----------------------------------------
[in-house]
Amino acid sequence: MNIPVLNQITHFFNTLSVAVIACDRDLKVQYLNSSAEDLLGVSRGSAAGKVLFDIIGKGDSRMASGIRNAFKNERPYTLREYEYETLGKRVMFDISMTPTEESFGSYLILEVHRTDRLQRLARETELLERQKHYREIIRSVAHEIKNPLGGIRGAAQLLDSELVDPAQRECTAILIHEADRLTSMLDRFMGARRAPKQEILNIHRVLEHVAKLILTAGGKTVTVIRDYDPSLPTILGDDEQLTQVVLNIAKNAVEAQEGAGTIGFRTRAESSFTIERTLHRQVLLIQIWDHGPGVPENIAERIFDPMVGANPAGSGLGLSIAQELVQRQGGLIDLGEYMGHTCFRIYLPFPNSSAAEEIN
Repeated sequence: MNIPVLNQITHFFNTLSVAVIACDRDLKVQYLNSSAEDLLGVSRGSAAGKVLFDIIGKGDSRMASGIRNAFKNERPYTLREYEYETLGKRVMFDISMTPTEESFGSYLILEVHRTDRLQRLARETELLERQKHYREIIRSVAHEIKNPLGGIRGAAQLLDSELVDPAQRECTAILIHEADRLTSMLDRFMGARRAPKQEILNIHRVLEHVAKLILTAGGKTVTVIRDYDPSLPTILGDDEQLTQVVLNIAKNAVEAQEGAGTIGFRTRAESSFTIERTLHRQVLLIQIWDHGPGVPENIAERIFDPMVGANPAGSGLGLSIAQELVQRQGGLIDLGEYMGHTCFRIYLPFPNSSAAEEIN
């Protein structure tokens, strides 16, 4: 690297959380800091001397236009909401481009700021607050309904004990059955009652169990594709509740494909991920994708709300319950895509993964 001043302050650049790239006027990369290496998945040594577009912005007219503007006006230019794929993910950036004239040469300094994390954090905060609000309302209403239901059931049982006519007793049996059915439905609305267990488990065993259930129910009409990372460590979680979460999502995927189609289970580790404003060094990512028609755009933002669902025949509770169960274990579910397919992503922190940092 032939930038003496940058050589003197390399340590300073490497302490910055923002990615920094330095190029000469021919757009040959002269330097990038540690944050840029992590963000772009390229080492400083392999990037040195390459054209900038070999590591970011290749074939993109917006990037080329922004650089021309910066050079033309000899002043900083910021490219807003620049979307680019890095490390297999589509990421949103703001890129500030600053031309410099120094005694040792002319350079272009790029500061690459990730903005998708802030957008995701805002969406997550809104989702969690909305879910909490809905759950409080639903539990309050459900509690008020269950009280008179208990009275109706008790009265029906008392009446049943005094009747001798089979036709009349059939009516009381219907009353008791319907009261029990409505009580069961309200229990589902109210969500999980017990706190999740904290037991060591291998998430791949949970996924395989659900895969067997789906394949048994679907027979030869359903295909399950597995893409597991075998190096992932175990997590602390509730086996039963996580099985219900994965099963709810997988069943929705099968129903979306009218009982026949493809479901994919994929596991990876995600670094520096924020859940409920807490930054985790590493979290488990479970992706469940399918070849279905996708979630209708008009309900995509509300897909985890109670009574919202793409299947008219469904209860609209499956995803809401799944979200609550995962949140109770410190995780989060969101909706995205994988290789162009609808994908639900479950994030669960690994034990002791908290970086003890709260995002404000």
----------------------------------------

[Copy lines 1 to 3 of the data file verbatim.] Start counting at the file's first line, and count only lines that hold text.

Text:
[in-house]
Amino acid sequence: MNIPVLNQITHFFNTLSVAVIACDRDLKVQYLNSSAEDLLGVSRGSAAGKVLFDIIGKGDSRMASGIRNAFKNERPYTLREYEYETLGKRVMFDISMTPTEESFGSYLILEVHRTDRLQRLARETELLERQKHYREIIRSVAHEIKNPLGGIRGAAQLLDSELVDPAQRECTAILIHEADRLTSMLDRFMGARRAPKQEILNIHRVLEHVAKLILTAGGKTVTVIRDYDPSLPTILGDDEQLTQVVLNIAKNAVEAQEGAGTIGFRTRAESSFTIERTLHRQVLLIQIWDHGPGVPENIAERIFDPMVGANPAGSGLGLSIAQELVQRQGGLIDLGEYMGHTCFRIYLPFPNSSAAEEIN
Repeated sequence: MNIPVLNQITHFFNTLSVAVIACDRDLKVQYLNSSAEDLLGVSRGSAAGKVLFDIIGKGDSRMASGIRNAFKNERPYTLREYEYETLGKRVMFDISMTPTEESFGSYLILEVHRTDRLQRLARETELLERQKHYREIIRSVAHEIKNPLGGIRGAAQLLDSELVDPAQRECTAILIHEADRLTSMLDRFMGARRAPKQEILNIHRVLEHVAKLILTAGGKTVTVIRDYDPSLPTILGDDEQLTQVVLNIAKNAVEAQEGAGTIGFRTRAESSFTIERTLHRQVLLIQIWDHGPGVPENIAERIFDPMVGANPAGSGLGLSIAQELVQRQGGLIDLGEYMGHTCFRIYLPFPNSSAAEEIN